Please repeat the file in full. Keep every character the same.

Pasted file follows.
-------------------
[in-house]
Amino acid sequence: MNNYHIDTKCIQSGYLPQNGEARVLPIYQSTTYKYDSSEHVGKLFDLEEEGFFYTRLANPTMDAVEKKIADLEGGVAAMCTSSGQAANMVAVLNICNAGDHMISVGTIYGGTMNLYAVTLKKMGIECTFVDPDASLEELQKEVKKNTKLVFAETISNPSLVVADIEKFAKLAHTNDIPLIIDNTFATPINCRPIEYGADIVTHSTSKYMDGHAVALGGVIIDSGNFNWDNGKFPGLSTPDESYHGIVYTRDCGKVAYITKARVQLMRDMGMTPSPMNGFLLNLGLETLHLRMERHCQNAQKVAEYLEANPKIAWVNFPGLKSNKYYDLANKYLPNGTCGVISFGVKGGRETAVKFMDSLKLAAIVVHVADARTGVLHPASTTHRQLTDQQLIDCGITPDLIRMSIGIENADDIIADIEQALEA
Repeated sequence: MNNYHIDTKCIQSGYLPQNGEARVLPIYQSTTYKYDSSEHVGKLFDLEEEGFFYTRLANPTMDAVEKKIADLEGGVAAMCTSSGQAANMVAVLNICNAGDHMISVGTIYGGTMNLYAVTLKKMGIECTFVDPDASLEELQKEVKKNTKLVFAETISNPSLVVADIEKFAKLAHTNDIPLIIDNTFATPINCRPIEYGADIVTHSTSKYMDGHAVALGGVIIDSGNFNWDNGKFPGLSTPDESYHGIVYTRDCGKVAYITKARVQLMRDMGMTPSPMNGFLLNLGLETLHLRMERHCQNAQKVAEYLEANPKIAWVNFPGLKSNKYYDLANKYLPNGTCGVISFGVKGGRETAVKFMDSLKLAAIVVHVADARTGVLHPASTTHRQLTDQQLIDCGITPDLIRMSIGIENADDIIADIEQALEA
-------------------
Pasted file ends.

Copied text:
[in-house]
Amino acid sequence: MNNYHIDTKCIQSGYLPQNGEARVLPIYQSTTYKYDSSEHVGKLFDLEEEGFFYTRLANPTMDAVEKKIADLEGGVAAMCTSSGQAANMVAVLNICNAGDHMISVGTIYGGTMNLYAVTLKKMGIECTFVDPDASLEELQKEVKKNTKLVFAETISNPSLVVADIEKFAKLAHTNDIPLIIDNTFATPINCRPIEYGADIVTHSTSKYMDGHAVALGGVIIDSGNFNWDNGKFPGLSTPDESYHGIVYTRDCGKVAYITKARVQLMRDMGMTPSPMNGFLLNLGLETLHLRMERHCQNAQKVAEYLEANPKIAWVNFPGLKSNKYYDLANKYLPNGTCGVISFGVKGGRETAVKFMDSLKLAAIVVHVADARTGVLHPASTTHRQLTDQQLIDCGITPDLIRMSIGIENADDIIADIEQALEA
Repeated sequence: MNNYHIDTKCIQSGYLPQNGEARVLPIYQSTTYKYDSSEHVGKLFDLEEEGFFYTRLANPTMDAVEKKIADLEGGVAAMCTSSGQAANMVAVLNICNAGDHMISVGTIYGGTMNLYAVTLKKMGIECTFVDPDASLEELQKEVKKNTKLVFAETISNPSLVVADIEKFAKLAHTNDIPLIIDNTFATPINCRPIEYGADIVTHSTSKYMDGHAVALGGVIIDSGNFNWDNGKFPGLSTPDESYHGIVYTRDCGKVAYITKARVQLMRDMGMTPSPMNGFLLNLGLETLHLRMERHCQNAQKVAEYLEANPKIAWVNFPGLKSNKYYDLANKYLPNGTCGVISFGVKGGRETAVKFMDSLKLAAIVVHVADARTGVLHPASTTHRQLTDQQLIDCGITPDLIRMSIGIENADDIIADIEQALEA